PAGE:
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Who Will Manage Complex Civil Litigation? The Decision to Transfer and Consolidate Multidistrict Litigation

Authors

  • Margaret S. Williams,

  • Tracey E. George


  • The views expressed herein are those of the authors and not necessarily those of the Federal Judicial Center. The authors are part of an MDL empirical project undertaken by the Federal Judicial Center Research Division in collaboration with Vanderbilt Law School. An earlier version of this article was presented at the Conference on Empirical Legal Studies, the University of Chicago Judicial Behavior Workshop, and Vanderbilt Law School. The authors appreciate the feedback they received at those presentations and from Joe Cecil, Kevin Clermont, Frank Easterbrook, Lee Epstein, Chris Guthrie, Bill Landes, Emery Lee, Richard Nagareda, Dick Posner, Kevin Scott, anonymous reviewers, and JELS editors. The authors thank Richard Tabuteau, Josh Cepluch, Ashley Dennis, Geraldine Young, David Mitchell, and Thomas McFarland for excellent research assistance. George thanks Vanderbilt's Branstetter Litigation & Dispute Resolution Program for financial support.

Address correspondence to Tracey E. George, Vanderbilt Law School, 131 21st Ave. S., Nashville, TN 37203; email: tracey.george@vanderbilt.edu.

Abstract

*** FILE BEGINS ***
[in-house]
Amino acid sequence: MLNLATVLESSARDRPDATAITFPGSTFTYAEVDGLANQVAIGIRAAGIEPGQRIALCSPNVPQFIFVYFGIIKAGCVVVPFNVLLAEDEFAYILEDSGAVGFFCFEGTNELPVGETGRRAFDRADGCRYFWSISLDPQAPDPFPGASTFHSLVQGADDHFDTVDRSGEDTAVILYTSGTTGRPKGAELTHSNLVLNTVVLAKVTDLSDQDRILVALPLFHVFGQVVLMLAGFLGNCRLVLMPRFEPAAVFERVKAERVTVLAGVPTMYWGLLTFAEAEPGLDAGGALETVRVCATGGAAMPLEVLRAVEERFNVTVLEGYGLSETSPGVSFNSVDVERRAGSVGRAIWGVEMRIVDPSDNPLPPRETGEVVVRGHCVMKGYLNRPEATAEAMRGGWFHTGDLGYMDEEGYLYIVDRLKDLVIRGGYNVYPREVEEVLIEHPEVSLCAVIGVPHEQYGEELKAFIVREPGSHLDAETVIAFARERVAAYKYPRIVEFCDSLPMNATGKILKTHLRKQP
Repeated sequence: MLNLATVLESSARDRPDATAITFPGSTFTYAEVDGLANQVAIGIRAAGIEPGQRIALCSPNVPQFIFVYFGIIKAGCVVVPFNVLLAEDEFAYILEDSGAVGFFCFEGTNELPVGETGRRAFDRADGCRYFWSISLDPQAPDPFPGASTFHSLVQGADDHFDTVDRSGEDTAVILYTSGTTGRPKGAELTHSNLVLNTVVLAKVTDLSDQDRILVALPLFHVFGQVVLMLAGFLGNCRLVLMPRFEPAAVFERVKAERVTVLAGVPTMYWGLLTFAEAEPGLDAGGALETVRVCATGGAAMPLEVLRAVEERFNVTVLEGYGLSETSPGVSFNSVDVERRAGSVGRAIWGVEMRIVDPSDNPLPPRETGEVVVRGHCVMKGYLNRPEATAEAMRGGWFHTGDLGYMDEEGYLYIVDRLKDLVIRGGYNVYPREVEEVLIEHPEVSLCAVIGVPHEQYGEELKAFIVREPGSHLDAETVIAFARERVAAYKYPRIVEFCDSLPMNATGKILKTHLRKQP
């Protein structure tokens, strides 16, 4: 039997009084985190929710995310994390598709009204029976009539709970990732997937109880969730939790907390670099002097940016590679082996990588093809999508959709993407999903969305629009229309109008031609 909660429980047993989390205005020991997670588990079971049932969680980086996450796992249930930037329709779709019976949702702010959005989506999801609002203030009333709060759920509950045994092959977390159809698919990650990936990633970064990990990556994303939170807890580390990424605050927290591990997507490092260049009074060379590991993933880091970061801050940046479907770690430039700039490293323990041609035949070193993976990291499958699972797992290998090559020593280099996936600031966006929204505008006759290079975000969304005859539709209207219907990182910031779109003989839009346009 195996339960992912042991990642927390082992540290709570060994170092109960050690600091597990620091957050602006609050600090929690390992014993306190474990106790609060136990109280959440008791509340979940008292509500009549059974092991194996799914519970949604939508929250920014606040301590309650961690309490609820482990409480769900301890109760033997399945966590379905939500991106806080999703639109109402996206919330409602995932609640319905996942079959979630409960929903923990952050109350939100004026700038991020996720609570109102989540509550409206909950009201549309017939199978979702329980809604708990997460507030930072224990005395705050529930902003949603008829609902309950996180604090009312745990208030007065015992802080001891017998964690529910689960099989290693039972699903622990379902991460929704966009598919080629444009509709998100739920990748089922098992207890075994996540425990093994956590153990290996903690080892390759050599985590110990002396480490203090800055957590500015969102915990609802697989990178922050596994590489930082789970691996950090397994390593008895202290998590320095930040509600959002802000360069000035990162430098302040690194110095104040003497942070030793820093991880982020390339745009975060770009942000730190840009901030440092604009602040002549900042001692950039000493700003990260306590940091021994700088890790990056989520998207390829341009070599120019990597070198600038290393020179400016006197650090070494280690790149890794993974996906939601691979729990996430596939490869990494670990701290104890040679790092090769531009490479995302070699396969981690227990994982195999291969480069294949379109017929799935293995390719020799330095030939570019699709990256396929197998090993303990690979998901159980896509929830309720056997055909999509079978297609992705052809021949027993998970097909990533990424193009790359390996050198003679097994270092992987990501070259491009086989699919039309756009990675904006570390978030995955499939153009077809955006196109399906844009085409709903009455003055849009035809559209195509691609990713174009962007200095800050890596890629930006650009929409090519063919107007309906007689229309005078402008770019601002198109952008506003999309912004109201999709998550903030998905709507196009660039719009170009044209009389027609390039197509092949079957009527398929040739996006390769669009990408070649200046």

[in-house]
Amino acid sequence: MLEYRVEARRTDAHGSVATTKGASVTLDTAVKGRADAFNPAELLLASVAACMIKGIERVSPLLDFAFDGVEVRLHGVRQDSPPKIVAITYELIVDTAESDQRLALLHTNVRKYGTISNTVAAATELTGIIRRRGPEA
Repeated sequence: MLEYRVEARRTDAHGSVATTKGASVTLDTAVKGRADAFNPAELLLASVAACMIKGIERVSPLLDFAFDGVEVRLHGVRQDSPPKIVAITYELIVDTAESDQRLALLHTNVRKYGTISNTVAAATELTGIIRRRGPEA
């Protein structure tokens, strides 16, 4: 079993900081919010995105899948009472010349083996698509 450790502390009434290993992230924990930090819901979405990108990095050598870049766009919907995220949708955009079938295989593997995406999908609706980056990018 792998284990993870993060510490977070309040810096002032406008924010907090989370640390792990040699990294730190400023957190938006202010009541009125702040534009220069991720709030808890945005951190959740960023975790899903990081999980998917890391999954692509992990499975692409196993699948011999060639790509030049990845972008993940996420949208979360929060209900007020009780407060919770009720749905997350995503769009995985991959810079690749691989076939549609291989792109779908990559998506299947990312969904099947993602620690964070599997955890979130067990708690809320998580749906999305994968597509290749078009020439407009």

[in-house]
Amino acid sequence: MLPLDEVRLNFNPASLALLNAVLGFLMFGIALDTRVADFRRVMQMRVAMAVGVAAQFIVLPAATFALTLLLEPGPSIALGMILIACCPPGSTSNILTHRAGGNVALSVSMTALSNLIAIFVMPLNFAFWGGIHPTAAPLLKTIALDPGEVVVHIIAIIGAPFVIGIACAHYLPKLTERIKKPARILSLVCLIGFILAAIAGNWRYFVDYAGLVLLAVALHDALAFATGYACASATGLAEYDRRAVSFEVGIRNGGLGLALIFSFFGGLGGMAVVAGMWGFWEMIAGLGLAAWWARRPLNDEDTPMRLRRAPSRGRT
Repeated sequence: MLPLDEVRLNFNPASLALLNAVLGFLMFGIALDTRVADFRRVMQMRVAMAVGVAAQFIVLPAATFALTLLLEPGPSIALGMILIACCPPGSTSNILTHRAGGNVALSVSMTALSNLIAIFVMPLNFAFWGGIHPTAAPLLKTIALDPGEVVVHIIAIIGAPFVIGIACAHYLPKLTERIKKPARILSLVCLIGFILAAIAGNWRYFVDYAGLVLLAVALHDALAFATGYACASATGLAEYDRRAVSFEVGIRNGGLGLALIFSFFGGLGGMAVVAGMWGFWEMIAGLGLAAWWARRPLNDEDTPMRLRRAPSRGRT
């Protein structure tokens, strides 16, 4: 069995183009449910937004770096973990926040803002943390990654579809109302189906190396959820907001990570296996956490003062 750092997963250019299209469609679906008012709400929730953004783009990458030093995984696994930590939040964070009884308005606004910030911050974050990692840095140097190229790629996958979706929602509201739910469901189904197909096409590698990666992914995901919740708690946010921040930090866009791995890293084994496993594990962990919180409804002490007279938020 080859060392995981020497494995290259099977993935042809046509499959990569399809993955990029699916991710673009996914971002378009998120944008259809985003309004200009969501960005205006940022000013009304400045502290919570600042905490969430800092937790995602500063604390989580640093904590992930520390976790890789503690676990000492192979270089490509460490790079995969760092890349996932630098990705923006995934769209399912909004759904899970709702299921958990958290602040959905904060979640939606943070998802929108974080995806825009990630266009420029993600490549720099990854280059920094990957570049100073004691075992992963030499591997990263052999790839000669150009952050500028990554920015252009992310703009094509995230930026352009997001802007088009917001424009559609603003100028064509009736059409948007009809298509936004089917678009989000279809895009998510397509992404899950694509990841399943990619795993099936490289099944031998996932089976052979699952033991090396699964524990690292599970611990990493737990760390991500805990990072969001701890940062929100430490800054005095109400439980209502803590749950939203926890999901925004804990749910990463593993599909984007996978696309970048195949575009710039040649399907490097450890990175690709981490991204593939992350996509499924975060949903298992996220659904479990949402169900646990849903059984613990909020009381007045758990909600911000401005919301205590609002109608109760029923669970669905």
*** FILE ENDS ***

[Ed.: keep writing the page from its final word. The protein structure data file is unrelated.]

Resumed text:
The U.S. Judicial Panel on Multidistrict Litigation may transfer factually related actions filed in different federal districts to a single judge for consolidated pretrial litigation. This transferee judge has significant discretion over the management of the litigation, including ruling on dispositive pretrial motions. Nearly all cases are resolved without returning to the original district court. Thus, as a practical matter, the MDL Panel controls where these disputes will be litigated. And, the MDL Panel has substantial discretion in making that decision. In its first 44 years of existence, the Panel has transferred and consolidated nearly 400,000 lawsuits, including high-profile securities and derivative lawsuits, large-scale consumer actions, and mass torts involving products liability claims, common disasters, and air crashes. The Panel's transfer ruling has never been overturned. The current study provides the first systematic and comprehensive empirical investigation of the Panel's decision to transfer and consolidate pending federal civil lawsuits, examining the rationale for transfer and for the selection of a specific district court and judge to handle the consolidated litigation. We find that the Panel grants most motions to transfer and consolidate, but exercises meaningful discretion in choosing where and by whom the cases will be adjudicated. The MDL Panel is much more likely to assign cases to a district court where a current panelist sits and that is supported by at least one defendant and to a district judge who currently serves on the Panel. Thus, the composition of the Panel has a meaningful effect on where and how large-scale litigation will be resolved.

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